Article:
at the V Session of the Commission on Crime Prevention
and Criminal Justice, Courmayer Mont Blanc, 15-16 October, 1995

The International Federation of Business and Professional Women is a voluntary organisation founded in 1930. Its scope is to organise business and professional women in all parts of the world to use their combined abilities and strengths for the attainment of high standards in business and the professions. The Federation works for equal opportunities and status for women in the economic, civil and political life in all countries. It encourages women and girls to acquire education, occupational training and advanced education and use their occupational capacities. The Federation represents business and professional women in more than 104 countries.

The Federation has a significant impact in influencing legislative issues. Many affiliates have been very active on CEDAW and other legislative matters. The Federation encourages the affiliates to be increasingly pro-active on legislative matters regardless their local, national and international nature. The Federation also encourages its members to write to their governments on various issues of importance. The significant impact of the Federation has been done on a regional basis through the synergistic forces of affiliates through the region.

The Federation recognises that there is no possibility of development if there is no peace. Unfortunately, we have all been witnesses of the sad fact that over last few years the UN has been trying to settle the conflicts round the globe. Women and girls suffer in the most direct way the consequences of these conflicts - they are subjects of torture, rape, mutilation, dispersion and murder. The statistics say that 80% of the world refugees are women and children; 60 million girls are denied access to primary education; 2/3 of world's illiterates are women; domestic violence against women has become more common than car accidents. The statistics say that in developed countries one woman is physically abused every 8 seconds and one is raped every six minutes. Far more are subjected to ongoing emotional and psychological abuse. Legal systems in some countries have recognised a husband's right to chastise or even kill his wife recognised disobedient or is thought to have committed adultery. Wife beating and bride burning are accepted customs in some countries. Genital mutilation that heavily affects women's health is still a traditionally accepted practice in some countries. Women have been traditionally trafficked across borders for prostitution. More than 1 million children are forced into prostitution every year; while few statistics are available it seems that many of the women trafficked are mere girls aged 8 to 16.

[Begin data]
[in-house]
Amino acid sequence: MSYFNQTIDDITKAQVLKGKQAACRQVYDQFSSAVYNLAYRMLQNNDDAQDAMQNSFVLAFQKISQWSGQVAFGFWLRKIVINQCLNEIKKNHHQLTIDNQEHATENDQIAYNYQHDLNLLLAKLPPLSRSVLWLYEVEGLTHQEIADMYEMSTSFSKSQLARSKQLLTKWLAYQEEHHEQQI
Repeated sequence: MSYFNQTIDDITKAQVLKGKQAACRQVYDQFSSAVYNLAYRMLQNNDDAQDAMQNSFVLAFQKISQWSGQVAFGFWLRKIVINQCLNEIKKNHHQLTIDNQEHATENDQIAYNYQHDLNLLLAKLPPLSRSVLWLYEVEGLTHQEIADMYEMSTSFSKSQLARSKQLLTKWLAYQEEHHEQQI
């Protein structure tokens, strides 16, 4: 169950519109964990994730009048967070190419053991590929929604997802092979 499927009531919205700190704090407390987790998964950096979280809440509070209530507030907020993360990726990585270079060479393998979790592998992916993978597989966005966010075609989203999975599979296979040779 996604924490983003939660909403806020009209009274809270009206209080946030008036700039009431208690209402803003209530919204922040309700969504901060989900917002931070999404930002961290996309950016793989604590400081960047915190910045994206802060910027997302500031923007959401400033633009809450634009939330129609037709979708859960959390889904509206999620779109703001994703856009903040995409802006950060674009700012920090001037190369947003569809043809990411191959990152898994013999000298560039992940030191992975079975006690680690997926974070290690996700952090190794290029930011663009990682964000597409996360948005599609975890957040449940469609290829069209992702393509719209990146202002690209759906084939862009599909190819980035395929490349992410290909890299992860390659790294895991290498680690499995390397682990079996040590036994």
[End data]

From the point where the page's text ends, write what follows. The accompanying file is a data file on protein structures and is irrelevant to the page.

However, very often those the most affected categories suffer in silence. The sad fact is that women are absent or inadequately represented at the highest levels of decision-making in matters of crime prevention, security and peace.

This meeting represents a good opportunity for the Federation to express its direct interest in the issues of crime prevention and criminal justice programmes as well as its determination to ensure that women be better represented in this important sector in near future.

The Federation recognises the need for pointing more importance on the nature of advice to women with regard to crime prevention as well as the character of women's beliefs about crime - prevention behaviour. The legislation round the world should be more severe in terms of penalties for repeated sex offenders, those who commit sex crimes against girls, those convicted of selling drugs to pregnant women, those involved in case of domestic violence, etc.

This year is internationally important one: we celebrate 50th Anniversary of the UN and the IV World Conference on Women was held in Beijing. The Federation was represented at the Beijing Conference and supports the concrete commitments expressed in the Platform for Action. The Federation considers this conference as a call for better protection of human rights in general and particularly the rights of women. Together with the UN, without which this Conference would never have come into being, we are aware we should do much more to prevent crime and violence against women. On national level we firmly support strengthened legislation with more severe actions to be undertaken in terms of education and training, adequate training of the judiciary and police and correctional services to ensure fair treatment of women who have been targets of crime, increase recruitment of women into the police forces and ensure higher representation of women in the judiciary that can help safeguard women's rights and dignity.

Mara Mosca and Livia Ricci.

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